Singer Carey takes sleeping to a new extreme. “I’ve got to sleep 15 hours to sing the way I want to,” she told Interview magazine in 2007. Most adults only need seven to nine hours a night. Sleeping for half the day would likely strike most doctors as strange. So would Carey’s humidifier habit: “Literally, I’ll have 20 humidifiers around my bed,” she told V magazine. “Basically, it’s like sleeping in a steam room.” While the machines can help to moisten dry air and soothe sore throats, usually one will do.
MSNBC’s “Countdown” host suffers from restless legs syndrome, according to a 2008 profile in The New Yorker. He told the magazine that his RLS keeps him from sleeping at night because of an intense urge to get out of bed and move around. He takes medication that helps him get some shut-eye. On at least one occasion, he’s even taken to answering e-mails on his BlackBerry while waiting for the meds to kick in—a tactic that most doctors wouldn’t recommend.
French artist Bourgeois has been an insomniac since 1939, according to The Guardian. Instead of suffering through long, sleepless nights, however, she uses the extra time to get work done. She created the aptly named The Insomnia Drawings by recording all the thoughts and images that came to her mind during a particular bout with the disorder in the mid-90s.
Not all celebs are up at night because of sleeping disorders. Like many new moms, Burke, of “Dancing With the Stars,” is up all night with her young children. “I am getting desperate for sleep,” she wrote on her blog in September 2008. “I’m thinking about a sleep nurse to train [them] to sleep through the night.” Getting enough sleep during pregnancy and as a new mom can help women combat fatigue, fight off illnesses, and become less likely to develop postpartum depression, so it’s important to ask for help from family and friends.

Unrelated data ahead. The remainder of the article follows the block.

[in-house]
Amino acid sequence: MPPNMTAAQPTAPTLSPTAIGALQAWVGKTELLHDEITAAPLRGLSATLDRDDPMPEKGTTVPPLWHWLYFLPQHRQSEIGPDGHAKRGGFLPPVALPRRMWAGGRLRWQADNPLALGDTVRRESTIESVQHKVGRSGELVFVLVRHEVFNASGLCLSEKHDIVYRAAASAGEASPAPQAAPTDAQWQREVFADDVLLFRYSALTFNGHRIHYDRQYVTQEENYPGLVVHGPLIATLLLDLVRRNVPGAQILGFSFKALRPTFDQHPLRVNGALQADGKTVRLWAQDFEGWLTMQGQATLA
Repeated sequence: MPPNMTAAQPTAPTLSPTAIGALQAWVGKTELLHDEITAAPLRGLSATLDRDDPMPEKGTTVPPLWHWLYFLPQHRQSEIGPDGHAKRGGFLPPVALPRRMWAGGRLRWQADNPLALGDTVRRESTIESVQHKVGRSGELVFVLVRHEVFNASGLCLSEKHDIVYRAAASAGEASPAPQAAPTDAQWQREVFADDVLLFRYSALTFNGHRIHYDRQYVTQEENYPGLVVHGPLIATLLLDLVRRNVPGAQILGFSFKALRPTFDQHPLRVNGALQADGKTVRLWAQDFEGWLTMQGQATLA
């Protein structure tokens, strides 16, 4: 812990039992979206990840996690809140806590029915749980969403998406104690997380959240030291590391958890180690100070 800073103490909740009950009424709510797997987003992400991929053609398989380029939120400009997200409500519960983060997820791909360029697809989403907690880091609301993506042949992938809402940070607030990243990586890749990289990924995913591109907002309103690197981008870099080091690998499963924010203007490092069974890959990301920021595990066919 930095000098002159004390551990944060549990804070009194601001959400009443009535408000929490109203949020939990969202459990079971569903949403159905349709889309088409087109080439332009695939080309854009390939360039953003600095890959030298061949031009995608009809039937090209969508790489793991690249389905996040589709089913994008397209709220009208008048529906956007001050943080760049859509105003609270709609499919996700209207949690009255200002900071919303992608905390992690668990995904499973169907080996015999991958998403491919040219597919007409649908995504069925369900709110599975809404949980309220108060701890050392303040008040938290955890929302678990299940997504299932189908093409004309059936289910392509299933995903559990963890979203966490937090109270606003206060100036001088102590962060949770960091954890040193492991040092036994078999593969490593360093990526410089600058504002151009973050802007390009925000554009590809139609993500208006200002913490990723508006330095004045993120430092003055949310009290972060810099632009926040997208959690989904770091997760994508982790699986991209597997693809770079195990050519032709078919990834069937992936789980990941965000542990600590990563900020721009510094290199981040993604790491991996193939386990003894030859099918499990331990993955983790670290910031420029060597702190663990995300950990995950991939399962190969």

Pinkham is causing late-night buzz across the pond—but it’s not because of her television career. The British sportscaster and “Dancing on Ice” competitor is a sleepwalker. She told the Daily Mail newspaper that she has been wandering out of bed and performing strange acts in her sleep for as long as she can remember; once she was found in a hotel lobby, using her hairbrush as a microphone and conducting an imaginary interview. Pinkham also suffers from other parasomnias, including severe nightmares and night terrors, and faces anxiety when going to sleep at night. Since therapy hasn’t worked and she doesn’t want to turn to medication, when she stays in a hotel Pinkham now barricades her door with an intricate obstacle course so she can’t escape.
Pitt has more mouths to feed and extra diapers to change, now that the Jolie-Pitt clan is six-children strong. But the kids have also been keeping him up nights, he told reporters at the 2008 Toronto Film Festival. “Everyone is healthy. No sleep though,” Pitt said. “Sleep is something you long for, but it’s all right. We’ll get it.”
Another thing that I always tell people even though I don’t listen to my own advice, get some sleep. Sleep is incredibly important for clear skin. I don’t get enough of it, and the times that I have enough, I defiantly had a healthier glow.
…is learning that you are the only one to decide when you will sleep and eat and shower and stuff. So far this year, I’ve been…habits. My grades are still fine, but I think I ought to fix my sleep and study habits soon or else my grades might take a nosedive…